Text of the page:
The Catholic Church has shown itself to be ethically and morally compromised. It has dedicated its resources to self-interest and self-protection. It has shown no concern for its children, its women, or any of the vulnerable populations it ostensibly serves. It has consistently protected only two things: its power and its priests.
Sister Margaret McBride: Don’t Confess
by Julianna Baggott
In 1941, my grandmother was 22 and in labor with her second child. The baby was in distress. Afraid a C-section would kill her, the doctor let the infant die. The baby, a boy, was stillborn. The decision was merciful. No one in our family has ever second-guessed it — most of all not my mother, a 5-year-old at the time.
“I needed my mother to survive. Tha t doctor saved my life too.”
In November, Sister Margaret McBride, an administrator at St. Joseph’s Hospital and Medical Center in Phoenix, made the decision to save the life of a 27-year-old pregnant woman. The woman, a mother of four, was 11 weeks pregnant, suffering pulmonary hypertension that would very likely kill her and, as a result, her unborn child. Sister McBride agreed to the abortion that would save the woman’s life. Bishop Thomas J. Olmsted has excommunicated her for it.
by Michelle Goldberg
The Catholic Church has claimed that it lacked the resources to properly investigate its sexual-abuse epidemic. It has blamed church bureaucracy for its failure to act quickly against pedophile priests, and has made much of the need to protect priests before they’re proven guilty.
When it comes to nuns, though, the church is somehow able to act with alacrity. This week, Bishop Thomas J. Olmsted of Phoenix announced the excommunication of Sister Margaret McBride for the crime of approving an abortion necessary to save a woman’s life. The patient, a 27-year-old [mother of 4] who was 11 weeks pregnant, had pulmonary hypertension, which interferes with the functioning of the heart and lungs. Pregnancy exacerbates the condition, and doctors at St. Joseph’s Hospital and Medical Center determined that she would die without an abortion.
Church Ousts Nun Who OK’d Abortion to Save Woman
Rev. Thomas Doyle, a canon lawyer, told NPR that the bishop “clearly had other alternatives than to declare her excommunicated.” Doyle said Olmsted should have shown McBride some mercy given the agonizing moral dilemma. He said the case highlights a “gross inequity” in how the church chooses to handle scandal.
“In the case of priests who are credibly accused and known to be guilty of sexually abusing children, they are in a sense let off the hook,” Doyle told NPR.
The Vatican’s U.S. attorney, Jeffrey Lena, contends that the 1962 document, “Crimen Sollicitationis,” did not preclude clergy from notifying secular authorities if they learned that a priest was sexually abusing a minor. Lena also maintains that U.S. bishops do not work directly for the Vatican, and that legally the Vatican is not liable for their actions.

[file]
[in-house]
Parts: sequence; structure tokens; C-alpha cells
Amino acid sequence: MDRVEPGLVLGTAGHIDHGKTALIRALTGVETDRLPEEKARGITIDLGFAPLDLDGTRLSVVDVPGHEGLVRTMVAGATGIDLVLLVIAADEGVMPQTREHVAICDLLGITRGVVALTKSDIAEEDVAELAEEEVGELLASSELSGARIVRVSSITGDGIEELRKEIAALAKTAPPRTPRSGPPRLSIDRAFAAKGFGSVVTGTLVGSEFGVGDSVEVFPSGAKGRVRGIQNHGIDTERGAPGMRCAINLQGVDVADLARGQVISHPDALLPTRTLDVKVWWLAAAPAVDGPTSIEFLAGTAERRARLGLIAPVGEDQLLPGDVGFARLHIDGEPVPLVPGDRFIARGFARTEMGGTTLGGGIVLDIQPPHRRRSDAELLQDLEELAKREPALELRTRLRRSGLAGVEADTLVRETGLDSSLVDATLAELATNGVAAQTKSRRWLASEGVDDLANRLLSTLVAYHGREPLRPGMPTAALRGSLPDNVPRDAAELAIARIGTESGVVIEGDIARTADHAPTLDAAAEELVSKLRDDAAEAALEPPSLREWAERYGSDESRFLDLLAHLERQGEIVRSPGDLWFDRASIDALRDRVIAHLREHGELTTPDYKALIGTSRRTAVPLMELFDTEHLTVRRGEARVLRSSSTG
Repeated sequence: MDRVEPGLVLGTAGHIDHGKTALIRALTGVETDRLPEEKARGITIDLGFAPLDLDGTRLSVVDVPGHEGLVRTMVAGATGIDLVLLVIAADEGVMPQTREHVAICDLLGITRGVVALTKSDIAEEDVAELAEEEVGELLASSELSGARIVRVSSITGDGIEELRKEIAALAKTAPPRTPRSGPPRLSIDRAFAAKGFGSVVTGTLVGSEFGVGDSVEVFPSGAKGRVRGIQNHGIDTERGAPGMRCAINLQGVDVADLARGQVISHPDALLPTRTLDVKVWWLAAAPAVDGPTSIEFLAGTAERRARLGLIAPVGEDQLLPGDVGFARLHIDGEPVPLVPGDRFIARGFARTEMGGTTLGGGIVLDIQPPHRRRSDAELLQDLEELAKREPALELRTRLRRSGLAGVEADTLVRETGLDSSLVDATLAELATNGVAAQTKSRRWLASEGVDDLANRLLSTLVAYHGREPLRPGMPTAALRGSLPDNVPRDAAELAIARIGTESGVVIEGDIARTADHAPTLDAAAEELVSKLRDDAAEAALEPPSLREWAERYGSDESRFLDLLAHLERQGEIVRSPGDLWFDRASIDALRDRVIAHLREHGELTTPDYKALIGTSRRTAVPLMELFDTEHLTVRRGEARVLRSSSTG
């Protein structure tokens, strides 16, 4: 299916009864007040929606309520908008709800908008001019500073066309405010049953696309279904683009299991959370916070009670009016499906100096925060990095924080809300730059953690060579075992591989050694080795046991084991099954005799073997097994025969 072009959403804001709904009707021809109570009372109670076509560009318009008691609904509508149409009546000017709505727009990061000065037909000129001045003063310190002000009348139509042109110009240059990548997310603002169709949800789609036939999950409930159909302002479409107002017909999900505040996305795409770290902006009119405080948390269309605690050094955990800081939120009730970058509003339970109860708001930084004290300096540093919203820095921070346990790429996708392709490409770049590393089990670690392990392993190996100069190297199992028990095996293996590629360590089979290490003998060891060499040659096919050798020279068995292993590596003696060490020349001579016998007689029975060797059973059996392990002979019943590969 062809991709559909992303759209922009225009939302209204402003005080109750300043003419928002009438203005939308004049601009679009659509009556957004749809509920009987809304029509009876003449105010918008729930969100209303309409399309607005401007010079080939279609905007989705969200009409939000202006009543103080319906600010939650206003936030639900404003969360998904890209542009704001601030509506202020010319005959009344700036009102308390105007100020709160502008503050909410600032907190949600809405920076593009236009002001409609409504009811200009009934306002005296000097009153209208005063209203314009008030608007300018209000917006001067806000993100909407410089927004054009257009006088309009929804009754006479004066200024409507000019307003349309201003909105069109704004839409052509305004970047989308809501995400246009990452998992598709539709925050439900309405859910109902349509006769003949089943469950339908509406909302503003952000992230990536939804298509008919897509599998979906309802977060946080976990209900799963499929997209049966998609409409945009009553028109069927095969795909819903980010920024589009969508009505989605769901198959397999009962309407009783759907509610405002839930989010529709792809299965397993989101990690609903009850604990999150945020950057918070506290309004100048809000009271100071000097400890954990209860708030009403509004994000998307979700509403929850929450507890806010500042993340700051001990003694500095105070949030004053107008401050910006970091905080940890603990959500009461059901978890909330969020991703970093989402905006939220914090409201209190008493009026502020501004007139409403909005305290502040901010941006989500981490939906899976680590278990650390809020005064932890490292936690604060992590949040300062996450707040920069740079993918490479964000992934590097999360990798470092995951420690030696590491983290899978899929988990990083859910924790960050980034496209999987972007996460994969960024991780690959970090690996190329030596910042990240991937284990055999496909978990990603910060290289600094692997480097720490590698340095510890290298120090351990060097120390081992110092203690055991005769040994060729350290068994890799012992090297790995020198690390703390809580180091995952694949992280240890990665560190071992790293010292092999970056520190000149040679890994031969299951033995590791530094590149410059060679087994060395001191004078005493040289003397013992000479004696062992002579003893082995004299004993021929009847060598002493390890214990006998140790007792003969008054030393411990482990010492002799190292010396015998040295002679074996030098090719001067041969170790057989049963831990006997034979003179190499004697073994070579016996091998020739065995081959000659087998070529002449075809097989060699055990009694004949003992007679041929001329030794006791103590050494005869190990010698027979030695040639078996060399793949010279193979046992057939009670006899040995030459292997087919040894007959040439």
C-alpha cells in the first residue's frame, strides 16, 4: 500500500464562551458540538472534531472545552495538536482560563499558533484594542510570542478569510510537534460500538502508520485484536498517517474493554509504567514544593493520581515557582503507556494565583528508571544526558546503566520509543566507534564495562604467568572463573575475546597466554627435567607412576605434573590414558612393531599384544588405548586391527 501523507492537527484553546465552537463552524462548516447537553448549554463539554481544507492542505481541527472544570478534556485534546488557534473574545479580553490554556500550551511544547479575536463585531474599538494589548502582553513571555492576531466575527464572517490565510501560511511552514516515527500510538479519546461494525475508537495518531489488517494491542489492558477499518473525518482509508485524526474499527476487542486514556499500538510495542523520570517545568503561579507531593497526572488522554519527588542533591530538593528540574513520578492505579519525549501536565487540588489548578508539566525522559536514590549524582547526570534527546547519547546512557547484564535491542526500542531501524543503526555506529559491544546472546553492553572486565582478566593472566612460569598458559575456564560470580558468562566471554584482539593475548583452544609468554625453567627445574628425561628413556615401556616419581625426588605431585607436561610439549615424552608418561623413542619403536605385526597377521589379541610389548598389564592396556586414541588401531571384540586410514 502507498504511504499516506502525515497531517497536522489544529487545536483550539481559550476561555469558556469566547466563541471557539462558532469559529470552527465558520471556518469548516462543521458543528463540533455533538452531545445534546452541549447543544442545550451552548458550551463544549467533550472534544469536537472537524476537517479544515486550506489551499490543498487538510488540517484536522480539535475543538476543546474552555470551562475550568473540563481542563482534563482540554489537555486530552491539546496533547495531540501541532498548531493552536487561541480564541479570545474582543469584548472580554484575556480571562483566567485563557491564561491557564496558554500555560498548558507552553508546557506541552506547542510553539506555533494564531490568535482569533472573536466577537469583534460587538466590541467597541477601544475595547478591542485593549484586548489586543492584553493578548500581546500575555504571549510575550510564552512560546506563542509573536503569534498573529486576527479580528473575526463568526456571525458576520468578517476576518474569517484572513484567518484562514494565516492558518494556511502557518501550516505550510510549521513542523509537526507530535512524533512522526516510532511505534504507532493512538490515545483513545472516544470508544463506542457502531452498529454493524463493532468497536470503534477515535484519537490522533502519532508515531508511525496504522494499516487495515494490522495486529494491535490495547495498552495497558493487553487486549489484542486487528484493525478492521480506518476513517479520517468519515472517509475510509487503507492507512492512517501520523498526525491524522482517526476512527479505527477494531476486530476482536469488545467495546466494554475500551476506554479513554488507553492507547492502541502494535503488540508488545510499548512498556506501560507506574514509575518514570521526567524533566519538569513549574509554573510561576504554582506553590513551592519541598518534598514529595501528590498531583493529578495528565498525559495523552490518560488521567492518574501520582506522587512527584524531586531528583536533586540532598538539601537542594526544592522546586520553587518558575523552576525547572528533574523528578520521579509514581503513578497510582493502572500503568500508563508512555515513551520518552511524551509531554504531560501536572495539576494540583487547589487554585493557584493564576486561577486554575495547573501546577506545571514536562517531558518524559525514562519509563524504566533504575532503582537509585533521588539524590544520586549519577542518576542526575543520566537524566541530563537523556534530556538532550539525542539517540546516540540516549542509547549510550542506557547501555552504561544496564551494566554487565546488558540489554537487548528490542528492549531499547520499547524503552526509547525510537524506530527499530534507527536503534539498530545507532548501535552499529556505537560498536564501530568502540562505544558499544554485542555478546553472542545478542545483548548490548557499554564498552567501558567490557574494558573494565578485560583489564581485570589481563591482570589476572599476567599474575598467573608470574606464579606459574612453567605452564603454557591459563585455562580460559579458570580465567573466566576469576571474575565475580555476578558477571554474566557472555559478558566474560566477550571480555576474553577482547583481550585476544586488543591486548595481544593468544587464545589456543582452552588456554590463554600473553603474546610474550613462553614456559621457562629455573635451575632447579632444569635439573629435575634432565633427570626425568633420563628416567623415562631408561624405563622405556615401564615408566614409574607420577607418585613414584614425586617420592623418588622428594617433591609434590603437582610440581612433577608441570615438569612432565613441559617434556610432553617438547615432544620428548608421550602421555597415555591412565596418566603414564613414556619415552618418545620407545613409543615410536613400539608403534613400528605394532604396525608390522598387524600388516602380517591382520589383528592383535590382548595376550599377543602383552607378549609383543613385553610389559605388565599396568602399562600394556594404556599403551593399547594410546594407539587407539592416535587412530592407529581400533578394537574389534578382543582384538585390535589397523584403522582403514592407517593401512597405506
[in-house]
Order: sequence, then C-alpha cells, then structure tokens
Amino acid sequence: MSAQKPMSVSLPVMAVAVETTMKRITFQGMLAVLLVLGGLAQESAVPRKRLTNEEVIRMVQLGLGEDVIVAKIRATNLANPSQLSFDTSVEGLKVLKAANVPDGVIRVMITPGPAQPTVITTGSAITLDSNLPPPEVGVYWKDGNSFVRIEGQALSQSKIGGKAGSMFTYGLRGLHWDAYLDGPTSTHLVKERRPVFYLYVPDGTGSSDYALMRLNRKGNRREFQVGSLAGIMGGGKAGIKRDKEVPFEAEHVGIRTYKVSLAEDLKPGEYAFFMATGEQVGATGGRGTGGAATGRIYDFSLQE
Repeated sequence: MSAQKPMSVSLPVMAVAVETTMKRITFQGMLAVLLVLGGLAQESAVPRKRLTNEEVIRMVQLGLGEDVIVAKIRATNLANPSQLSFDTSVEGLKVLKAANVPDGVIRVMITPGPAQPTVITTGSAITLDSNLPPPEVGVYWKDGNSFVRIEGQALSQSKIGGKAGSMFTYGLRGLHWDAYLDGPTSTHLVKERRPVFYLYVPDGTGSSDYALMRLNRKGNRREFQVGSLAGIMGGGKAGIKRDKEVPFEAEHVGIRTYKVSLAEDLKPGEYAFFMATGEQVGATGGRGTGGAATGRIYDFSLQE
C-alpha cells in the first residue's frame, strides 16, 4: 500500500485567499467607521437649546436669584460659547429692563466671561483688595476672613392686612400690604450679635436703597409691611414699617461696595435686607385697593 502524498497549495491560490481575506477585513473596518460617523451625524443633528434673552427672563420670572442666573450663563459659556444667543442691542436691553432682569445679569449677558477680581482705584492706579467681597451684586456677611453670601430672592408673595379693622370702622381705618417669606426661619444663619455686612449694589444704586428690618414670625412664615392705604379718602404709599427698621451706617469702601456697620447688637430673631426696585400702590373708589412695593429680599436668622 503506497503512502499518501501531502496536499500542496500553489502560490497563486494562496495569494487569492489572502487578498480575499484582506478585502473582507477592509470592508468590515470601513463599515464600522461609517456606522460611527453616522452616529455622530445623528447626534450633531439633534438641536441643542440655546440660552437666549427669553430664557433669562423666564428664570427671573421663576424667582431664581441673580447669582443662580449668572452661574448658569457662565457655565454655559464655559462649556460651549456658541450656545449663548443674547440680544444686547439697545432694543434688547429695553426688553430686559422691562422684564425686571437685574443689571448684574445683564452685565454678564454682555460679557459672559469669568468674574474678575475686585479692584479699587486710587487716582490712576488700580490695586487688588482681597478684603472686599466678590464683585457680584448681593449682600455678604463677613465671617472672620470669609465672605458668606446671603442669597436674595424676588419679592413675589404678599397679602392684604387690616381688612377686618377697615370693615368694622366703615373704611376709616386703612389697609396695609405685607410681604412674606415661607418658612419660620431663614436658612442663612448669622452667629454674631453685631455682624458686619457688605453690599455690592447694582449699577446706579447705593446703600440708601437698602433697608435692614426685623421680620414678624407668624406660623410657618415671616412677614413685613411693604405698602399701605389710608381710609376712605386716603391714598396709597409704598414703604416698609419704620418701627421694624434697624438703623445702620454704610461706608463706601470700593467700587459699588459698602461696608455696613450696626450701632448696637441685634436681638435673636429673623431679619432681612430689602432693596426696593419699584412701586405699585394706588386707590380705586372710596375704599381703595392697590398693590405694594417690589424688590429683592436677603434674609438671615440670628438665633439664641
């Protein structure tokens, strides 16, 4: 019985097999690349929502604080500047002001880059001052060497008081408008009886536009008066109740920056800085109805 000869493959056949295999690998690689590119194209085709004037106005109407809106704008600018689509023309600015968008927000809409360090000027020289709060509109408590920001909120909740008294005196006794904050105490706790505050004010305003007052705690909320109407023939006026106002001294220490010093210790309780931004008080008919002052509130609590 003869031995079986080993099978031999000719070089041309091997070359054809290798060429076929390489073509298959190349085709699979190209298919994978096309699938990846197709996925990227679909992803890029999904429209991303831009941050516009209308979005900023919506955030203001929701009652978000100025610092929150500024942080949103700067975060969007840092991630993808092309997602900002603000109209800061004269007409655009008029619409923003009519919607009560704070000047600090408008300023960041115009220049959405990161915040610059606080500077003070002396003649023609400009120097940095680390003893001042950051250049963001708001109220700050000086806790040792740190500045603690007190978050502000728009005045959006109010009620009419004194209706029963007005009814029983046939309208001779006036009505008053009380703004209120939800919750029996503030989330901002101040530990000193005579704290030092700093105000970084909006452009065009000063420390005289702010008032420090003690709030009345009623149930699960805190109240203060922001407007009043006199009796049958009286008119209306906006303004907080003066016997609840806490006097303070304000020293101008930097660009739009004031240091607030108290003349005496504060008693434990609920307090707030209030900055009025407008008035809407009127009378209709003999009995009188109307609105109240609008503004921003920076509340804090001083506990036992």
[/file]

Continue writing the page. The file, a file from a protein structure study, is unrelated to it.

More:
Bishops do not report to the Vatican? If that’s the case, then wouldn’t logic then dictate that the priests who report to the Bishops are also not reporting to the Vatican and therefore neither are the church-goers who are following their priest?
Look here, it’s plain and it’s simple – A Bishop that does not work for the Vatican is called…an Episcopalian Bishop. If he’s called a Catholic Bishop, then he’s working for the Vatican. Done and Done.
Had they cleaned house back when it first started occuring, perhaps things would be different. Had they loosened their grip on the ridiculous (and flawed from very founding of the church) belief that women are not equal to men, perhaps they could have easily ousted these clergy in favor of other replacements. But instead of ‘fessing up to a few violations and settling the few suits and the bad press…their apathy allowed it to continue on and on, in different countries, and in different decades. And now the number of confirmed violations has ballooned. And as a double-whammy to their pockets, many followers who are disgusted by the lack of action have stopped or slowed contributions on Sunday.
Very funny article! “The Christ, apparently, had had enough.” As well he should.
Jesus Bans “Christian” Group
Shocking announcement sends militant Focus on the Family organization into crazed tailspin
By Mark Morford, SF Gate Columnist
The church must be reminded that it is not the master or the servant of the state, but rather the conscience of the state. It must
be the guide and the critic of the state, and never its tool. If the church does not recapture its prophetic zeal, it will become an
irrelevant social club without moral or spiritual authority.
— Martin Luther King, Jr.
I had subscribed to Newsweek for several years, but when it came up for renewal late in 2009, I let it run out. Apparently I wasn’t the only who thought it had gone downhill.
It’s lost so many readers that it’s bleeding $2 million per month. It’s got far too many opinion articles like “Why it’s a good idea to charge for Facebook” and other banal topics instead of actual news on what’s going on around us – which, as pointed out in this article, there are plenty of blogs out there for opinion. It used to have one or two opinion articles, located on the back couple of pages, that were extremely well written. Now we have vacous opinions proffered by….whoever. Fine – but I can get that for free on the ‘Net – no need to pay for a subscription.
Newsweek photography used to be heralded for bringing images to us, not just words. Pictures – they’re still worth a thousand words, right? Now the essays/articles are more likely to have a banner across the top and a picture of the author.
Hopefully they’ll fix it and I’ll be buying it again. Until then, I’d miss the cartoons, but Cagle has those available online: http://cagle.msnbc.com/
As the fabled magazine faces a fire sale, the Pulitzer Prize-winning editor faces criticism for “absentee” management.
In a year and a half, he boasted in an interview at the time, he’d already upped the amount of text in the magazine by 30 percent and reduced the number of photos.
Were readers really clamoring for more gray space in print magazines? And more opinion pieces when the blogosphere abounds in opinion?